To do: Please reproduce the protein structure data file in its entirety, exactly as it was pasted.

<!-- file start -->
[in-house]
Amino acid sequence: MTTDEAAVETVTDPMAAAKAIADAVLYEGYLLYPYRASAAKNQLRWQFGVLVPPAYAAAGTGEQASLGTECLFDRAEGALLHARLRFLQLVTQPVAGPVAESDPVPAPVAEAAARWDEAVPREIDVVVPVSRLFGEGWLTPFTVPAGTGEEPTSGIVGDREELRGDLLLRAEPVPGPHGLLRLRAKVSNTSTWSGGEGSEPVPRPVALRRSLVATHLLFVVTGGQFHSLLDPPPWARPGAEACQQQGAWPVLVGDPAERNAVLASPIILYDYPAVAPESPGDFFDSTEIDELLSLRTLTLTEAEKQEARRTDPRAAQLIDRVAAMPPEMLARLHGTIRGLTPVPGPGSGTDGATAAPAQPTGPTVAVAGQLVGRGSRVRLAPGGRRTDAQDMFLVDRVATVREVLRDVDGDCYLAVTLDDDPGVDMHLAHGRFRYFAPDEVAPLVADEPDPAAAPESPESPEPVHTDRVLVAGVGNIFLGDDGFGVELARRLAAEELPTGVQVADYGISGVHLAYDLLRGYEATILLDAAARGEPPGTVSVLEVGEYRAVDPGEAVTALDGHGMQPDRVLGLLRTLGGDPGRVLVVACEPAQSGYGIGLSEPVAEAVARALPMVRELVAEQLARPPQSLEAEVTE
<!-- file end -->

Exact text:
[in-house]
Amino acid sequence: MTTDEAAVETVTDPMAAAKAIADAVLYEGYLLYPYRASAAKNQLRWQFGVLVPPAYAAAGTGEQASLGTECLFDRAEGALLHARLRFLQLVTQPVAGPVAESDPVPAPVAEAAARWDEAVPREIDVVVPVSRLFGEGWLTPFTVPAGTGEEPTSGIVGDREELRGDLLLRAEPVPGPHGLLRLRAKVSNTSTWSGGEGSEPVPRPVALRRSLVATHLLFVVTGGQFHSLLDPPPWARPGAEACQQQGAWPVLVGDPAERNAVLASPIILYDYPAVAPESPGDFFDSTEIDELLSLRTLTLTEAEKQEARRTDPRAAQLIDRVAAMPPEMLARLHGTIRGLTPVPGPGSGTDGATAAPAQPTGPTVAVAGQLVGRGSRVRLAPGGRRTDAQDMFLVDRVATVREVLRDVDGDCYLAVTLDDDPGVDMHLAHGRFRYFAPDEVAPLVADEPDPAAAPESPESPEPVHTDRVLVAGVGNIFLGDDGFGVELARRLAAEELPTGVQVADYGISGVHLAYDLLRGYEATILLDAAARGEPPGTVSVLEVGEYRAVDPGEAVTALDGHGMQPDRVLGLLRTLGGDPGRVLVVACEPAQSGYGIGLSEPVAEAVARALPMVRELVAEQLARPPQSLEAEVTE